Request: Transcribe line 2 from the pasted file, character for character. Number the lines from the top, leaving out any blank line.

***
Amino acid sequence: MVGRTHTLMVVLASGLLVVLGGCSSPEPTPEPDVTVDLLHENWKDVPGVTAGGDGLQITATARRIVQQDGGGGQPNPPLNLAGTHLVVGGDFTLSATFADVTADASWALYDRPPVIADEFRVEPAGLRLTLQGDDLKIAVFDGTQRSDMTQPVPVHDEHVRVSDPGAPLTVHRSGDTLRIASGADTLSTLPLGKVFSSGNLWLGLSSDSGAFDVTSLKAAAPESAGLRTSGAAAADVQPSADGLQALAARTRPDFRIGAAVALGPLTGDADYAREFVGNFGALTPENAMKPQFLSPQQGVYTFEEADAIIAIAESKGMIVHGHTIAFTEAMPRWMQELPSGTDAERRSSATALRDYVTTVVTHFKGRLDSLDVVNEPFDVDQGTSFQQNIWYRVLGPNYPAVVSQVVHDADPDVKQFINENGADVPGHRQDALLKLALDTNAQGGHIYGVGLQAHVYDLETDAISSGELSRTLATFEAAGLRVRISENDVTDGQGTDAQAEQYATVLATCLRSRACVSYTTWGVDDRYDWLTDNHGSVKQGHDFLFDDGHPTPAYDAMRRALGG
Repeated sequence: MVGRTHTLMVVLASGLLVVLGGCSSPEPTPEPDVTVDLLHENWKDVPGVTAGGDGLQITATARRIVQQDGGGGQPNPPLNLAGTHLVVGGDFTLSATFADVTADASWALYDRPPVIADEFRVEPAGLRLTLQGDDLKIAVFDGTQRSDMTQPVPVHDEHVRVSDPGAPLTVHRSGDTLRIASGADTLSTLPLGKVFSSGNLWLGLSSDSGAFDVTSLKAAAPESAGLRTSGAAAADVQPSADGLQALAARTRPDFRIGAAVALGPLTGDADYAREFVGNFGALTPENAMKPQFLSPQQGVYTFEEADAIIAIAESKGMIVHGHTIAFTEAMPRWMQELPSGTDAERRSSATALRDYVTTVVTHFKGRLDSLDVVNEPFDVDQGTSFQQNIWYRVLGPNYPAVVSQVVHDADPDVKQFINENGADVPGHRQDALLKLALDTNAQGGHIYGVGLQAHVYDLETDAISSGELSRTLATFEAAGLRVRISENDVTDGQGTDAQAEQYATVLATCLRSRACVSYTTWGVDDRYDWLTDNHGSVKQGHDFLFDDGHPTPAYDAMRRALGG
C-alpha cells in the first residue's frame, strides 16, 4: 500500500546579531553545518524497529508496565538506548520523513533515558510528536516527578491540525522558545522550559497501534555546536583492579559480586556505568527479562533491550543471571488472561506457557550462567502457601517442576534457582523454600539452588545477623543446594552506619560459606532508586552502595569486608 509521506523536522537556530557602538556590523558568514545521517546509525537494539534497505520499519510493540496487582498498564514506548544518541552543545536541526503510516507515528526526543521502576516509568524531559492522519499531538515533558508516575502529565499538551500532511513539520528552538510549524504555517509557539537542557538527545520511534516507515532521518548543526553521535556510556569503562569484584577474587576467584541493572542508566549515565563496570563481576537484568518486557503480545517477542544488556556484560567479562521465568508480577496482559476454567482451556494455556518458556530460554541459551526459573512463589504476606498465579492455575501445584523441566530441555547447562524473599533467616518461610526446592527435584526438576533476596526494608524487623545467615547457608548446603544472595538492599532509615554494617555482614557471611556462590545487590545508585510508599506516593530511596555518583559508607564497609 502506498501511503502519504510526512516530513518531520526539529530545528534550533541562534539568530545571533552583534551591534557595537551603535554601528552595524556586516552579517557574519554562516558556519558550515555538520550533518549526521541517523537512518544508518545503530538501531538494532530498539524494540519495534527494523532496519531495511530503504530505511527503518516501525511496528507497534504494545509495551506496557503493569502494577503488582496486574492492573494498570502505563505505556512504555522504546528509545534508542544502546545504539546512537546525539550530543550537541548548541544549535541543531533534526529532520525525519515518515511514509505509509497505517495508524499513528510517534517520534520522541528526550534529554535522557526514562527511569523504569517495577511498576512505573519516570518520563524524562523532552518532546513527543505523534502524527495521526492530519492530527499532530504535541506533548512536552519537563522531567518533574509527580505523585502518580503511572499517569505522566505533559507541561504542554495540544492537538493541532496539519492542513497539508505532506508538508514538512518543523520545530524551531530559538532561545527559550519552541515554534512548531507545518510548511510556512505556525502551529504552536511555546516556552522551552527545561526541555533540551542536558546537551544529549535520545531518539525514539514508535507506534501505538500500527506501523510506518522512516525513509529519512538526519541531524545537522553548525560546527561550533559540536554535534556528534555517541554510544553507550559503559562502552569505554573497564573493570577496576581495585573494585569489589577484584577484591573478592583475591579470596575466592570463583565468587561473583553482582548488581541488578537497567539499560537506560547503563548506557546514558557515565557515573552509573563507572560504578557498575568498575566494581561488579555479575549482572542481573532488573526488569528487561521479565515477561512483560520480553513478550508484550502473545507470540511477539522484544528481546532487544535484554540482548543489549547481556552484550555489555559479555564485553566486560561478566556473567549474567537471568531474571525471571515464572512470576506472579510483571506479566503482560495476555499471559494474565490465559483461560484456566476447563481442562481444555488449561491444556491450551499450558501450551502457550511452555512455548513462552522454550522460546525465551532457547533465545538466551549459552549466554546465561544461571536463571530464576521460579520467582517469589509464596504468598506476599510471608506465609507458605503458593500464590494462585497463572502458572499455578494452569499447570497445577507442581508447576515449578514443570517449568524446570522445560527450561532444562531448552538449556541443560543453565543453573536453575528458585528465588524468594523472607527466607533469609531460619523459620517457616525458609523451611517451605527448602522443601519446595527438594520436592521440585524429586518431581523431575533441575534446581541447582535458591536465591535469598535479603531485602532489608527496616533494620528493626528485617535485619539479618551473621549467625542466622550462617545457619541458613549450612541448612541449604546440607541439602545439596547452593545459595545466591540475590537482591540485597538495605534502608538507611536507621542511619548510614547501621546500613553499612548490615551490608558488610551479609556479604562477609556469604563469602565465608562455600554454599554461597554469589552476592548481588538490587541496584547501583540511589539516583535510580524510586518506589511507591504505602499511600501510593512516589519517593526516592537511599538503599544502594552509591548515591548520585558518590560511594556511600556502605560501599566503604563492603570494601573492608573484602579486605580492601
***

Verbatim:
Repeated sequence: MVGRTHTLMVVLASGLLVVLGGCSSPEPTPEPDVTVDLLHENWKDVPGVTAGGDGLQITATARRIVQQDGGGGQPNPPLNLAGTHLVVGGDFTLSATFADVTADASWALYDRPPVIADEFRVEPAGLRLTLQGDDLKIAVFDGTQRSDMTQPVPVHDEHVRVSDPGAPLTVHRSGDTLRIASGADTLSTLPLGKVFSSGNLWLGLSSDSGAFDVTSLKAAAPESAGLRTSGAAAADVQPSADGLQALAARTRPDFRIGAAVALGPLTGDADYAREFVGNFGALTPENAMKPQFLSPQQGVYTFEEADAIIAIAESKGMIVHGHTIAFTEAMPRWMQELPSGTDAERRSSATALRDYVTTVVTHFKGRLDSLDVVNEPFDVDQGTSFQQNIWYRVLGPNYPAVVSQVVHDADPDVKQFINENGADVPGHRQDALLKLALDTNAQGGHIYGVGLQAHVYDLETDAISSGELSRTLATFEAAGLRVRISENDVTDGQGTDAQAEQYATVLATCLRSRACVSYTTWGVDDRYDWLTDNHGSVKQGHDFLFDDGHPTPAYDAMRRALGG